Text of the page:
An indie influence in fashion
Does today’s popular apparel abate the underground spirit of the music that inspired it?
It was just another Monday night at the Silver Lake club Spaceland, and local indie rock band Army Navy was performing onstage. The bassist, Ben Gaffin, played an almost-hypnotizing riff as the band’s catchy music filled the room. After the show, the patio was flooded with people who had anxiously rushed outside for a post-show cigarette. Now that the band and the fans were no longer separated by the stage inside, something became clear: It was almost impossible to tell the band members apart from their fans. Nearly everyone was wearing the same thing. Two years ago, this scene would have been, to the average person, like stepping into a completely different world. These days, however, the dangerously form-fitting jeans, shaggy unkempt hair, blazers and band T-shirts traditionally sported by male indie rockers have finally crossed over into mainstream fashion. “The look is really hip right now,” said Shaun Islam, a fourth-year philosophy student. “It’s chic to be rock ’n’ roll.” Three days after the Army Navy show, Tristan Bunning, guitarist of the band Underage Cuties, was sitting at a Westwood Starbucks discussing his displeasure with indie rock’s influence on mainstream fashion. As he spoke, three teenage boys walked by sporting Bunning’s exact look. Bunning was clearly annoyed.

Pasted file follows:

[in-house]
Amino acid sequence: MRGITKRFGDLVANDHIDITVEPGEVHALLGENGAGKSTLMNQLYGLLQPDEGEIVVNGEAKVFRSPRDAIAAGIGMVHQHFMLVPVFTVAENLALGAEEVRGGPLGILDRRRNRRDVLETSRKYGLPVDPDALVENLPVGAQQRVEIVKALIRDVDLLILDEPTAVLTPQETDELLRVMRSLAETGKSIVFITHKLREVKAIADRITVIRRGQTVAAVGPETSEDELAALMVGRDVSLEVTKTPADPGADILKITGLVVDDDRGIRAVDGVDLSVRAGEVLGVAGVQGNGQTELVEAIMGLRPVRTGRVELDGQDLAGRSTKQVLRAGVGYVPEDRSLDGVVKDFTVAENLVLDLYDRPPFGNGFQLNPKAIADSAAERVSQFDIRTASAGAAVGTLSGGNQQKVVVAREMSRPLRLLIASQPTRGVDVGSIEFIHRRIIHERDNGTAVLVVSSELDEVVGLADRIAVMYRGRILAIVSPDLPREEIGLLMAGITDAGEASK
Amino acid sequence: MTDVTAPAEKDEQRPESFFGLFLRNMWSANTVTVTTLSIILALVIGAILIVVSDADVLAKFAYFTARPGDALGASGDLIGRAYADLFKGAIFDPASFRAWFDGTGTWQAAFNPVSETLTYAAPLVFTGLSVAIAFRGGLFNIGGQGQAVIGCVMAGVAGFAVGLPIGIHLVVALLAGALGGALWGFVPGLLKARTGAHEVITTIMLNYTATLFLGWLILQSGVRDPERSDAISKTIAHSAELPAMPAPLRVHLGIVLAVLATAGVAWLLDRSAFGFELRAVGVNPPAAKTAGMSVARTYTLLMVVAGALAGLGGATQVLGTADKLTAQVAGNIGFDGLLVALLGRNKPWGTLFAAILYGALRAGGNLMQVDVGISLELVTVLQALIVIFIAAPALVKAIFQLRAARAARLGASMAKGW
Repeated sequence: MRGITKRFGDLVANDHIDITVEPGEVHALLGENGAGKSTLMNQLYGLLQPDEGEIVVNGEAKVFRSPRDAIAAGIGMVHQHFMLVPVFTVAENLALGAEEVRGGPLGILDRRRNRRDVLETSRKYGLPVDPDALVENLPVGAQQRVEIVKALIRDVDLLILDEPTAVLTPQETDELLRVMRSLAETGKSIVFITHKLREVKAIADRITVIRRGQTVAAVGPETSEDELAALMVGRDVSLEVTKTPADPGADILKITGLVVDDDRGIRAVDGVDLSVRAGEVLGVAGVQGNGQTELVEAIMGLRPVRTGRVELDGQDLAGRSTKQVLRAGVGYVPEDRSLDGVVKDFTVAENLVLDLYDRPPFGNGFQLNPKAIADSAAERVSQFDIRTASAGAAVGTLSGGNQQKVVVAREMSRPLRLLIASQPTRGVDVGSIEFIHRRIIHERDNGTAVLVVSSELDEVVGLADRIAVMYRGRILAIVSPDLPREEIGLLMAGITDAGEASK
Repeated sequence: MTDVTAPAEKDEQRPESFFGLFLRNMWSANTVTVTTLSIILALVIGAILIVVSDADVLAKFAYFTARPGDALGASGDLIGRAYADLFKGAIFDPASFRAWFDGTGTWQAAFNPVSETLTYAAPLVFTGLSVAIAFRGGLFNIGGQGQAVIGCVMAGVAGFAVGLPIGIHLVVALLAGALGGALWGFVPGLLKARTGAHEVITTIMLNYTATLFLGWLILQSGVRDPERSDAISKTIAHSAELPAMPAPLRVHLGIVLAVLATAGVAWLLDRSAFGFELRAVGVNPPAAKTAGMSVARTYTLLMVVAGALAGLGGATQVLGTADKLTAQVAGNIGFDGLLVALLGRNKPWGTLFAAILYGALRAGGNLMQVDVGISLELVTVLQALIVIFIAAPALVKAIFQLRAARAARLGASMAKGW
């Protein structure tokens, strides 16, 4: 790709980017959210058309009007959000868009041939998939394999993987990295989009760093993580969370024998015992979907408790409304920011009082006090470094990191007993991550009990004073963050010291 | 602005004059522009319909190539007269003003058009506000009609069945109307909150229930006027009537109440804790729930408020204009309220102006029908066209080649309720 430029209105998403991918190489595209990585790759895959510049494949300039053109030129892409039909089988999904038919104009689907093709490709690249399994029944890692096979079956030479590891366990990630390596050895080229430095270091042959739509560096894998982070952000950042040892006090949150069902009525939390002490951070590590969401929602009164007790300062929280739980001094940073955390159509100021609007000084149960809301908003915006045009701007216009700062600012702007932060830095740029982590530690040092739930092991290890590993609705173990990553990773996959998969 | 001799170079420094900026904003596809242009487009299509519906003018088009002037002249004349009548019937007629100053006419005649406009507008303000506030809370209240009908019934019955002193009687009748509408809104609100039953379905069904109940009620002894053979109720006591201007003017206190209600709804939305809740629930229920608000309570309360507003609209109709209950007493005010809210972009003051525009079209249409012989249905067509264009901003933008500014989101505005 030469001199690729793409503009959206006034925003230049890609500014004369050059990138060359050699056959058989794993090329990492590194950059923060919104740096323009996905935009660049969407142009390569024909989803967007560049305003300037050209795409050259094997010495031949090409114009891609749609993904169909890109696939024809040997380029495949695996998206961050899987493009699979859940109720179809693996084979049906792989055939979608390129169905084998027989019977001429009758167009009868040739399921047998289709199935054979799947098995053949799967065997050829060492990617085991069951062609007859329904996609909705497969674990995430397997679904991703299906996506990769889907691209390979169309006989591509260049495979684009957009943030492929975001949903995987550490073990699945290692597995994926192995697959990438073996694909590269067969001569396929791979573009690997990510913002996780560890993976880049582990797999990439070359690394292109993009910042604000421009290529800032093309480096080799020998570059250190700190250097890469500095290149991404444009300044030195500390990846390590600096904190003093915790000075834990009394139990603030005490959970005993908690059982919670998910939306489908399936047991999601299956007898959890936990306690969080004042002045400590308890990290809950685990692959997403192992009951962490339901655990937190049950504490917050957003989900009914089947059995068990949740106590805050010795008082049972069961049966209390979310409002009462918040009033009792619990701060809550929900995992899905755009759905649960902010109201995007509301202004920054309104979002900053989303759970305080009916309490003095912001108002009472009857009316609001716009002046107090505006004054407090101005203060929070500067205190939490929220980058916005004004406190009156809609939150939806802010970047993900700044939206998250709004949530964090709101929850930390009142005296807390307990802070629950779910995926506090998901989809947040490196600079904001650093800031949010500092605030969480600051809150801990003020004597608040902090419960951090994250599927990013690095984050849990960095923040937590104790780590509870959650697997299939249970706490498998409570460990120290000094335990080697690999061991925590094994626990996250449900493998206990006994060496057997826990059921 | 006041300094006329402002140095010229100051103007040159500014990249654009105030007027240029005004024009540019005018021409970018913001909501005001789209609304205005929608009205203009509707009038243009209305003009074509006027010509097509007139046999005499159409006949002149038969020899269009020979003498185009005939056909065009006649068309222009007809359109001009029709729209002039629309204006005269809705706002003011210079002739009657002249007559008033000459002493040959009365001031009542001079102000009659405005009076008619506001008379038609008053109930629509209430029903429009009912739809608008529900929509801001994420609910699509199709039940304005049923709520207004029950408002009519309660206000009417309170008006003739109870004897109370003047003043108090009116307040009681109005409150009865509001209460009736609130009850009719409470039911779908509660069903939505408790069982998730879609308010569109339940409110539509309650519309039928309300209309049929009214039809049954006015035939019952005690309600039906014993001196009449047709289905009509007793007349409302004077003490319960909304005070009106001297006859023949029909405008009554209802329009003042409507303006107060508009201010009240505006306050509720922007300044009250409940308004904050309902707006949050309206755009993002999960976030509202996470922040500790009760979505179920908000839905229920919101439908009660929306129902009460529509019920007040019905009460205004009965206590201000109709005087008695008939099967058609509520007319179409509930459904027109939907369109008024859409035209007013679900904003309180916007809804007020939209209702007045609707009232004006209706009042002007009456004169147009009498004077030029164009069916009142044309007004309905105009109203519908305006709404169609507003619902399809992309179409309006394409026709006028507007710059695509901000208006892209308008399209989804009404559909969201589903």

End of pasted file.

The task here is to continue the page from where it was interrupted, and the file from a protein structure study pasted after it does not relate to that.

“The indie rock fashion craze has spawned a whole generation of fake rock ’n’ rollers who lie about playing music,” Bunning said. “I bet those kids have never picked up a guitar in their lives.” Although Bunning’s claim is questionable, one thing is sure: The impact that the indie rock scene has made recently on mainstream music and fashion alike is almost becoming oxymoronic. While genre innovators such as the Pixies were signed to independent record labels, today, bands such as the Decemberists share major labels with Coldplay, and groups such as the Arcade...
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